Disney just can’t compare.

Questions:

When have you taken a hard path?

Who came along beside you?

What did you gain from the journey?

What did you learn about God? About yourself?

Was it worth it?

Tweetables:

God promises His presence through life’s canyons. Click to tweet.

Hard times add depth to relationships, and that’s true with God as well. Click to tweet.

God hides His best perks on the rugged trail. Click to tweet.

Relationships are hammered out in pain and testing. Click to tweet.

It’s a forever moment—never to be forgotten, forged in sweat, pain, and dependence on God. Click to tweet.

Disney just can’t compare. Click to tweet.

Making Impact: Where’s Your Spot?

Making Impact: Where's Your Spot?

Ancient Israel. Located southwest of the Fertile Crescent in the direct north/south, east/west traffic from Egypt to Assyria. Like the small one-light town you drive through on the way to somewhere else.

Yet Israel’s location was strategic.

God planned to impact the world through this tiny nation. We read of Abram’s call in Genesis 12 (NIV), “I will make you into a great nation and I will bless you, . . . and all peoples on earth will be blessed through you.” (vv. 2,3) God affirms His plan to Moses too, “Now if you obey me fully and keep my covenant, then out of all nations you will be my treasured possession. Although the whole earth is mine, you will be for me a kingdom of priests and a holy nation.” (Exodus 19:5,6)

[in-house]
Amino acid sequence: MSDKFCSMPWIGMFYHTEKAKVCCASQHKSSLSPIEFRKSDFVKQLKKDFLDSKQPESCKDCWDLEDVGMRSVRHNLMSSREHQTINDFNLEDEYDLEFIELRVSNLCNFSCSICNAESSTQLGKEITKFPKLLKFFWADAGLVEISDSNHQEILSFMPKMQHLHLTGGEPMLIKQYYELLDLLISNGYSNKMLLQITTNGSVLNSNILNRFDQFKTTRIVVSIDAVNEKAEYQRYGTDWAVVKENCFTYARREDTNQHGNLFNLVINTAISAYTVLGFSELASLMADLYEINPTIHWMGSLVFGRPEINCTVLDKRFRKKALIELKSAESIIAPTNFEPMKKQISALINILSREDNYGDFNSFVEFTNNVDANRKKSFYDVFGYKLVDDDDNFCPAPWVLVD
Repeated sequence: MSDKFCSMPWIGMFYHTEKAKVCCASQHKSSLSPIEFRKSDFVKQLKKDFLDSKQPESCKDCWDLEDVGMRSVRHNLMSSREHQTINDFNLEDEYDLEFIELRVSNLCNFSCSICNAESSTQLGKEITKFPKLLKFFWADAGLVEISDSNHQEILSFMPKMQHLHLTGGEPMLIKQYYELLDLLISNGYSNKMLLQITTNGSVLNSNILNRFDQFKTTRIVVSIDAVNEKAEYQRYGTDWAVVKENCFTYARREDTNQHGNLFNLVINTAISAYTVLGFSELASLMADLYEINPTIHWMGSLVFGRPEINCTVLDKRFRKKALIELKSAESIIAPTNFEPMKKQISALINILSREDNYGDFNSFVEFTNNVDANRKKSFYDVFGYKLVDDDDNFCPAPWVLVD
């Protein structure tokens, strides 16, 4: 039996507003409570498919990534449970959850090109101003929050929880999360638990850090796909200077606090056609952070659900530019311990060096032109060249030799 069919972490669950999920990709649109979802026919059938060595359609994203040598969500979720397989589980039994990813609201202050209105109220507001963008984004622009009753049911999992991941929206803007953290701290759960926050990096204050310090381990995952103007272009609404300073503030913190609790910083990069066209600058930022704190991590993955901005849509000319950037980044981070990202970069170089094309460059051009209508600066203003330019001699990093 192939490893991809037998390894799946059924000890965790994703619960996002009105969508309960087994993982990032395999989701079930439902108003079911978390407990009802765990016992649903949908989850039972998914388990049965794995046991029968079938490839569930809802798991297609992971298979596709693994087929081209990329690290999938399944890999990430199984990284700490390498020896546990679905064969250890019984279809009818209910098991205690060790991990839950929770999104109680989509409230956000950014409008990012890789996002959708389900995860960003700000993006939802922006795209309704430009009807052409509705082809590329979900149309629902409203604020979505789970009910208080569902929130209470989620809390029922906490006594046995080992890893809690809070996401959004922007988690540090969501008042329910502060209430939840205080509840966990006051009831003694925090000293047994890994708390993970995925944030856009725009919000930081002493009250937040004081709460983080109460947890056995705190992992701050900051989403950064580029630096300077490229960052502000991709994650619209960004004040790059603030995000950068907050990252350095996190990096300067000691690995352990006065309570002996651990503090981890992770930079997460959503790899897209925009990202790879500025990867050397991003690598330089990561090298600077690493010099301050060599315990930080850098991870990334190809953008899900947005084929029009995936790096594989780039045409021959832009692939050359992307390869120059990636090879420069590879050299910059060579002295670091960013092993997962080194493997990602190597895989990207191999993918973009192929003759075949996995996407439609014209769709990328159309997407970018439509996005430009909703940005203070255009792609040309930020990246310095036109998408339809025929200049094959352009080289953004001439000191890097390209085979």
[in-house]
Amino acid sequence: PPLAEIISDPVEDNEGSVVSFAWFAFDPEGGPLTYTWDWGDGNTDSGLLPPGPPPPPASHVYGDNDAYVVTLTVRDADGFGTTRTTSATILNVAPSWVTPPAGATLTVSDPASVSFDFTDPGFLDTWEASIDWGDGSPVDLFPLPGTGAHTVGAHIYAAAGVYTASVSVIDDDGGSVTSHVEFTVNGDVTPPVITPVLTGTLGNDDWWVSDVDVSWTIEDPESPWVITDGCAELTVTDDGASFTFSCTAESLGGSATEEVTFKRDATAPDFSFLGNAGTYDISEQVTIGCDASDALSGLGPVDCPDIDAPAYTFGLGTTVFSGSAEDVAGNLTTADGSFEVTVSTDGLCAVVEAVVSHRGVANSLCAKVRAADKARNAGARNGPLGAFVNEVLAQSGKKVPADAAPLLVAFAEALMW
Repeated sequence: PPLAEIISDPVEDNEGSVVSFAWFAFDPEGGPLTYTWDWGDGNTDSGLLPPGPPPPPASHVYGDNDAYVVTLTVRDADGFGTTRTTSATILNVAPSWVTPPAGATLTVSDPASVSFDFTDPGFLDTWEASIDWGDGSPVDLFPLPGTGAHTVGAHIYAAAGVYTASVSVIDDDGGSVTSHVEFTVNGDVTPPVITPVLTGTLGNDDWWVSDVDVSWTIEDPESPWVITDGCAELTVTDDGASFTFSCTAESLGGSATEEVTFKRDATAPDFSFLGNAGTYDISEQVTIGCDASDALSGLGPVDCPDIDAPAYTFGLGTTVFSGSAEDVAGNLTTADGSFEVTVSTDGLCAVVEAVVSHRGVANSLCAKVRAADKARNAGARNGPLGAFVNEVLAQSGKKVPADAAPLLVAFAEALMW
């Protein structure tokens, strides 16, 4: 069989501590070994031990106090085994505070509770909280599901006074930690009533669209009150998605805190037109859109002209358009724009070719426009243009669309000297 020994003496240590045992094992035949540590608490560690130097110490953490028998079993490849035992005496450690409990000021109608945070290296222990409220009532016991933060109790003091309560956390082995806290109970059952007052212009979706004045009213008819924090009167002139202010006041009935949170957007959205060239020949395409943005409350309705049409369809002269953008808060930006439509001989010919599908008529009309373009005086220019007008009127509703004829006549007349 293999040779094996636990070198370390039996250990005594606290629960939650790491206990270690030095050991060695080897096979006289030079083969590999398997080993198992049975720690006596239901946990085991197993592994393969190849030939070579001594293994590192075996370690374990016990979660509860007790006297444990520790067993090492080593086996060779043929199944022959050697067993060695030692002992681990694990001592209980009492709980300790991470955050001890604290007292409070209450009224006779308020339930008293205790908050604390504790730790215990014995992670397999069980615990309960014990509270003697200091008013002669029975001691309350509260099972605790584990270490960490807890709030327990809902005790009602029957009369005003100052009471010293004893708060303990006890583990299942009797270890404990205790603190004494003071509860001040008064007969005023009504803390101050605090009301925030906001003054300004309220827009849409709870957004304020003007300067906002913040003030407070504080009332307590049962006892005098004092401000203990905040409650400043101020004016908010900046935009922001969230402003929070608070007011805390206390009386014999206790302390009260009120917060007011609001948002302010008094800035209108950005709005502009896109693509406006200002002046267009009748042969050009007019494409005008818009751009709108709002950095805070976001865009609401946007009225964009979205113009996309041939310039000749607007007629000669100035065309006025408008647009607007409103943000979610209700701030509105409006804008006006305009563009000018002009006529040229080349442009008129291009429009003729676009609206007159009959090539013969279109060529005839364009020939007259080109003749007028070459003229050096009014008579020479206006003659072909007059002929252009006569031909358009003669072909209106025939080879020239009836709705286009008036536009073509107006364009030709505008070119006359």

So, He planted them smack dab in the middle of the busiest international trade route of the day.

Why?

Because, as the world journeyed through Israel on the way to somewhere else, other nations would learn who God was, what He offered, and what He desired in return.

The world learned you couldn’t get a ham and cheese sandwich in Jerusalem, because cleanliness was a big deal to a holy God, and pork didn’t make the cut.

Travellers couldn’t shop at the Hebron Target on the Sabbath, because God’s people rested and spent the day in worship instead of work.

Everyone was welcome. God even provided a place at His Temple for foreigners who wanted to chat with Him. The world had an opportunity to see Israel in real time as they passed through the streets of this tiny nation.

So, where’s your spot? The place God has put you? Because here’s how Peter describes us, “But you are a chosen people, a royal priesthood, a holy nation, a people belonging to God, that you may declare the praise of him who called you out of darkness into his wonderful light.” (1 Peter 2:9)

Don’t get me wrong, the Church will never take the place of Israel, but as believers we also represent God. Who’s passing through your life on their way to another place?

At the office?

At the kids’ school?

At the gym?

You’re not there by accident, you know, any more than Israel was—and is. God has placed you strategically. Are you impacting the world that’s passing through?